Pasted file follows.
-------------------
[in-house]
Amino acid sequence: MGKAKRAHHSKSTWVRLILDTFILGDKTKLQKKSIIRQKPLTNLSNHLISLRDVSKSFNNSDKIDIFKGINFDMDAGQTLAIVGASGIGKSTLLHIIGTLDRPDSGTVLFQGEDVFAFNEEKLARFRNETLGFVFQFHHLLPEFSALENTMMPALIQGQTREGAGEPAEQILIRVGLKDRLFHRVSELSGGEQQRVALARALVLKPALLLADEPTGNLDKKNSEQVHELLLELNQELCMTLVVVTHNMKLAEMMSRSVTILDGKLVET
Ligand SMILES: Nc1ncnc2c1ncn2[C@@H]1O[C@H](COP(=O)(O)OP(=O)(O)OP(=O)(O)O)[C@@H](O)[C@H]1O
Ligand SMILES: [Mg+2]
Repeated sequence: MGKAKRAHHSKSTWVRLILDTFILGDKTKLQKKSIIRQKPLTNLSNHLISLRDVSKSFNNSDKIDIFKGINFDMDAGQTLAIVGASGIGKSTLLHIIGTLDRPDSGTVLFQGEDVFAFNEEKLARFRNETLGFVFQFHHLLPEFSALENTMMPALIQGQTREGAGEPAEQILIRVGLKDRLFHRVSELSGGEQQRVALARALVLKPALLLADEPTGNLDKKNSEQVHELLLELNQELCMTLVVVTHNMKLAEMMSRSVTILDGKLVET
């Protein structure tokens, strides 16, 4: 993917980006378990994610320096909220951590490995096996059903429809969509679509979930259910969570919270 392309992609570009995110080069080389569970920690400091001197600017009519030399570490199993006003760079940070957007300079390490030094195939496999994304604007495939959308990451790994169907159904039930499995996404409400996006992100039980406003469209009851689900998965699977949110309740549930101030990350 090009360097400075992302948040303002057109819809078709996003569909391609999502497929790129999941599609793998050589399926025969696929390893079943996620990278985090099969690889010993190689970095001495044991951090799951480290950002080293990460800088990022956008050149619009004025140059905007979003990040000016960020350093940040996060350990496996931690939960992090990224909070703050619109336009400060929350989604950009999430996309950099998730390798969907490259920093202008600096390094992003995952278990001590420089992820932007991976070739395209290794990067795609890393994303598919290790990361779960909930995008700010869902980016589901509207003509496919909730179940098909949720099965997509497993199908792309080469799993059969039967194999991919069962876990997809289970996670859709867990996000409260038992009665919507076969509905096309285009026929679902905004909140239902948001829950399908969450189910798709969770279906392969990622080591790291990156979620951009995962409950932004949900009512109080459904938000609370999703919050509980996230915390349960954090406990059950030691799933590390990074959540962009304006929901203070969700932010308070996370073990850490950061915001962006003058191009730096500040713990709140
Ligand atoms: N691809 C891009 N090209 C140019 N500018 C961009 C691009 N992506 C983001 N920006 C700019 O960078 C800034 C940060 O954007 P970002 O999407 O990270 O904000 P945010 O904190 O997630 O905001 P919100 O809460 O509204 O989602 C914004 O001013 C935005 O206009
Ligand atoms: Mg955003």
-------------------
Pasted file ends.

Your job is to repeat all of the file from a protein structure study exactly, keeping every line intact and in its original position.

[in-house]
Amino acid sequence: MGKAKRAHHSKSTWVRLILDTFILGDKTKLQKKSIIRQKPLTNLSNHLISLRDVSKSFNNSDKIDIFKGINFDMDAGQTLAIVGASGIGKSTLLHIIGTLDRPDSGTVLFQGEDVFAFNEEKLARFRNETLGFVFQFHHLLPEFSALENTMMPALIQGQTREGAGEPAEQILIRVGLKDRLFHRVSELSGGEQQRVALARALVLKPALLLADEPTGNLDKKNSEQVHELLLELNQELCMTLVVVTHNMKLAEMMSRSVTILDGKLVET
Ligand SMILES: Nc1ncnc2c1ncn2[C@@H]1O[C@H](COP(=O)(O)OP(=O)(O)OP(=O)(O)O)[C@@H](O)[C@H]1O
Ligand SMILES: [Mg+2]
Repeated sequence: MGKAKRAHHSKSTWVRLILDTFILGDKTKLQKKSIIRQKPLTNLSNHLISLRDVSKSFNNSDKIDIFKGINFDMDAGQTLAIVGASGIGKSTLLHIIGTLDRPDSGTVLFQGEDVFAFNEEKLARFRNETLGFVFQFHHLLPEFSALENTMMPALIQGQTREGAGEPAEQILIRVGLKDRLFHRVSELSGGEQQRVALARALVLKPALLLADEPTGNLDKKNSEQVHELLLELNQELCMTLVVVTHNMKLAEMMSRSVTILDGKLVET
């Protein structure tokens, strides 16, 4: 993917980006378990994610320096909220951590490995096996059903429809969509679509979930259910969570919270 392309992609570009995110080069080389569970920690400091001197600017009519030399570490199993006003760079940070957007300079390490030094195939496999994304604007495939959308990451790994169907159904039930499995996404409400996006992100039980406003469209009851689900998965699977949110309740549930101030990350 090009360097400075992302948040303002057109819809078709996003569909391609999502497929790129999941599609793998050589399926025969696929390893079943996620990278985090099969690889010993190689970095001495044991951090799951480290950002080293990460800088990022956008050149619009004025140059905007979003990040000016960020350093940040996060350990496996931690939960992090990224909070703050619109336009400060929350989604950009999430996309950099998730390798969907490259920093202008600096390094992003995952278990001590420089992820932007991976070739395209290794990067795609890393994303598919290790990361779960909930995008700010869902980016589901509207003509496919909730179940098909949720099965997509497993199908792309080469799993059969039967194999991919069962876990997809289970996670859709867990996000409260038992009665919507076969509905096309285009026929679902905004909140239902948001829950399908969450189910798709969770279906392969990622080591790291990156979620951009995962409950932004949900009512109080459904938000609370999703919050509980996230915390349960954090406990059950030691799933590390990074959540962009304006929901203070969700932010308070996370073990850490950061915001962006003058191009730096500040713990709140
Ligand atoms: N691809 C891009 N090209 C140019 N500018 C961009 C691009 N992506 C983001 N920006 C700019 O960078 C800034 C940060 O954007 P970002 O999407 O990270 O904000 P945010 O904190 O997630 O905001 P919100 O809460 O509204 O989602 C914004 O001013 C935005 O206009
Ligand atoms: Mg955003």